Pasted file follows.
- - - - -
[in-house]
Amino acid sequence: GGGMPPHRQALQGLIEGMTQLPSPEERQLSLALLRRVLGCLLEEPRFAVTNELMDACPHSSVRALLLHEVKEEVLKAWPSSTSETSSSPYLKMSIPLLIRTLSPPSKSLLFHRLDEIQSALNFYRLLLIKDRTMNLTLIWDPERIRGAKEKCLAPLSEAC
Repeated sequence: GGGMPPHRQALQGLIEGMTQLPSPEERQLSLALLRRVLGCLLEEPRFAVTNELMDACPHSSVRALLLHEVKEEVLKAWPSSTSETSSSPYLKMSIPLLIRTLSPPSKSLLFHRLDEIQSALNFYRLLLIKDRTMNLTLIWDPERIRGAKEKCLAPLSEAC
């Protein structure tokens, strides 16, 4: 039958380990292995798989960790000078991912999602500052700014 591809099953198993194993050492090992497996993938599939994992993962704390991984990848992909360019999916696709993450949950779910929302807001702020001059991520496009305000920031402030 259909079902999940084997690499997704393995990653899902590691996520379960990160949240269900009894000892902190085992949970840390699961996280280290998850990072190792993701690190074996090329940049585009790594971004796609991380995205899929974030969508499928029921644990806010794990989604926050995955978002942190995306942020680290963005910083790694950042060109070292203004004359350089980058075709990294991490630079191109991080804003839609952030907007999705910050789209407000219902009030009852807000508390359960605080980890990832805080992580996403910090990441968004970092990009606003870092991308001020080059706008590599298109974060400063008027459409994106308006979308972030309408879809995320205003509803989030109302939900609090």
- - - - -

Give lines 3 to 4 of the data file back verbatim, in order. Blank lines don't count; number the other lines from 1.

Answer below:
Repeated sequence: GGGMPPHRQALQGLIEGMTQLPSPEERQLSLALLRRVLGCLLEEPRFAVTNELMDACPHSSVRALLLHEVKEEVLKAWPSSTSETSSSPYLKMSIPLLIRTLSPPSKSLLFHRLDEIQSALNFYRLLLIKDRTMNLTLIWDPERIRGAKEKCLAPLSEAC
């Protein structure tokens, strides 16, 4: 039958380990292995798989960790000078991912999602500052700014 591809099953198993194993050492090992497996993938599939994992993962704390991984990848992909360019999916696709993450949950779910929302807001702020001059991520496009305000920031402030 259909079902999940084997690499997704393995990653899902590691996520379960990160949240269900009894000892902190085992949970840390699961996280280290998850990072190792993701690190074996090329940049585009790594971004796609991380995205899929974030969508499928029921644990806010794990989604926050995955978002942190995306942020680290963005910083790694950042060109070292203004004359350089980058075709990294991490630079191109991080804003839609952030907007999705910050789209407000219902009030009852807000508390359960605080980890990832805080992580996403910090990441968004970092990009606003870092991308001020080059706008590599298109974060400063008027459409994106308006979308972030309408879809995320205003509803989030109302939900609090």